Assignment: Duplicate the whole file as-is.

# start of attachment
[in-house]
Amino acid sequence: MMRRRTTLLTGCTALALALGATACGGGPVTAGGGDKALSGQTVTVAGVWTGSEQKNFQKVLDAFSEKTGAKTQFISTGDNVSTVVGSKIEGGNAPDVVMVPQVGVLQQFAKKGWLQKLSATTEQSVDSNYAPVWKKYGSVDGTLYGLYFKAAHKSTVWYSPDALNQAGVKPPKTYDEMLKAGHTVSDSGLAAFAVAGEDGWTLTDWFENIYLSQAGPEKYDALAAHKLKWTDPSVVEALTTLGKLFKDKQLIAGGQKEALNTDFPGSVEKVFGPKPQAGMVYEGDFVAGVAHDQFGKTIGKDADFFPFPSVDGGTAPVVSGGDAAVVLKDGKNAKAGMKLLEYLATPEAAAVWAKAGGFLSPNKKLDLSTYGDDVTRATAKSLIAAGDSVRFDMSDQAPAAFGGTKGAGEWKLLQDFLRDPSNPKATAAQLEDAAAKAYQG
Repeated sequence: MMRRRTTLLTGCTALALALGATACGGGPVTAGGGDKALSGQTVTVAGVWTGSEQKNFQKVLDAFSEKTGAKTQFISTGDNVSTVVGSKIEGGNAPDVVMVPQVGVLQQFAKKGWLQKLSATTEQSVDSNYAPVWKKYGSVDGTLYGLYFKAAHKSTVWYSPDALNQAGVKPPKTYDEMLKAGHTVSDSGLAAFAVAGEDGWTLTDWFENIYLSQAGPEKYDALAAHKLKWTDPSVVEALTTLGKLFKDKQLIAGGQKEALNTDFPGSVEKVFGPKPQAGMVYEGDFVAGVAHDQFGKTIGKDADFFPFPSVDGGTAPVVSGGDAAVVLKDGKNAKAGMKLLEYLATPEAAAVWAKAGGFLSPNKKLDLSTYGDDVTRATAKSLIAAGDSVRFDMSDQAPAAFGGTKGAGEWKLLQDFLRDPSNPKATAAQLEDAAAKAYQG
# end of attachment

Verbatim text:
[in-house]
Amino acid sequence: MMRRRTTLLTGCTALALALGATACGGGPVTAGGGDKALSGQTVTVAGVWTGSEQKNFQKVLDAFSEKTGAKTQFISTGDNVSTVVGSKIEGGNAPDVVMVPQVGVLQQFAKKGWLQKLSATTEQSVDSNYAPVWKKYGSVDGTLYGLYFKAAHKSTVWYSPDALNQAGVKPPKTYDEMLKAGHTVSDSGLAAFAVAGEDGWTLTDWFENIYLSQAGPEKYDALAAHKLKWTDPSVVEALTTLGKLFKDKQLIAGGQKEALNTDFPGSVEKVFGPKPQAGMVYEGDFVAGVAHDQFGKTIGKDADFFPFPSVDGGTAPVVSGGDAAVVLKDGKNAKAGMKLLEYLATPEAAAVWAKAGGFLSPNKKLDLSTYGDDVTRATAKSLIAAGDSVRFDMSDQAPAAFGGTKGAGEWKLLQDFLRDPSNPKATAAQLEDAAAKAYQG
Repeated sequence: MMRRRTTLLTGCTALALALGATACGGGPVTAGGGDKALSGQTVTVAGVWTGSEQKNFQKVLDAFSEKTGAKTQFISTGDNVSTVVGSKIEGGNAPDVVMVPQVGVLQQFAKKGWLQKLSATTEQSVDSNYAPVWKKYGSVDGTLYGLYFKAAHKSTVWYSPDALNQAGVKPPKTYDEMLKAGHTVSDSGLAAFAVAGEDGWTLTDWFENIYLSQAGPEKYDALAAHKLKWTDPSVVEALTTLGKLFKDKQLIAGGQKEALNTDFPGSVEKVFGPKPQAGMVYEGDFVAGVAHDQFGKTIGKDADFFPFPSVDGGTAPVVSGGDAAVVLKDGKNAKAGMKLLEYLATPEAAAVWAKAGGFLSPNKKLDLSTYGDDVTRATAKSLIAAGDSVRFDMSDQAPAAFGGTKGAGEWKLLQDFLRDPSNPKATAAQLEDAAAKAYQG